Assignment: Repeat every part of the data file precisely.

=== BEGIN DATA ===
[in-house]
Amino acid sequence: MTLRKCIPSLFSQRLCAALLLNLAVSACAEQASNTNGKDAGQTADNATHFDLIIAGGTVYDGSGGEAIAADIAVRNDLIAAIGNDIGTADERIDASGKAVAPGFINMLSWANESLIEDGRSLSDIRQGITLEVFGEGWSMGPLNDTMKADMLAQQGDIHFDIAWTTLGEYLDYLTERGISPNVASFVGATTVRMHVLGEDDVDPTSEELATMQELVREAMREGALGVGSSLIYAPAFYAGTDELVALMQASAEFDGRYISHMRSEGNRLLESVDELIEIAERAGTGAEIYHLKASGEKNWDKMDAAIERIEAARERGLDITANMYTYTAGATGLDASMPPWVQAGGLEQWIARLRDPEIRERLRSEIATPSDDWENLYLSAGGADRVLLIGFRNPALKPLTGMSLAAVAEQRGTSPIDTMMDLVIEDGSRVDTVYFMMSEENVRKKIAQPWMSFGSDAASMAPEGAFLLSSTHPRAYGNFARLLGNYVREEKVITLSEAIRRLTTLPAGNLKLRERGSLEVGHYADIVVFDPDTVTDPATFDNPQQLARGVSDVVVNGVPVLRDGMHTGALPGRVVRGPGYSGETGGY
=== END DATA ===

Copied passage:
[in-house]
Amino acid sequence: MTLRKCIPSLFSQRLCAALLLNLAVSACAEQASNTNGKDAGQTADNATHFDLIIAGGTVYDGSGGEAIAADIAVRNDLIAAIGNDIGTADERIDASGKAVAPGFINMLSWANESLIEDGRSLSDIRQGITLEVFGEGWSMGPLNDTMKADMLAQQGDIHFDIAWTTLGEYLDYLTERGISPNVASFVGATTVRMHVLGEDDVDPTSEELATMQELVREAMREGALGVGSSLIYAPAFYAGTDELVALMQASAEFDGRYISHMRSEGNRLLESVDELIEIAERAGTGAEIYHLKASGEKNWDKMDAAIERIEAARERGLDITANMYTYTAGATGLDASMPPWVQAGGLEQWIARLRDPEIRERLRSEIATPSDDWENLYLSAGGADRVLLIGFRNPALKPLTGMSLAAVAEQRGTSPIDTMMDLVIEDGSRVDTVYFMMSEENVRKKIAQPWMSFGSDAASMAPEGAFLLSSTHPRAYGNFARLLGNYVREEKVITLSEAIRRLTTLPAGNLKLRERGSLEVGHYADIVVFDPDTVTDPATFDNPQQLARGVSDVVVNGVPVLRDGMHTGALPGRVVRGPGYSGETGGY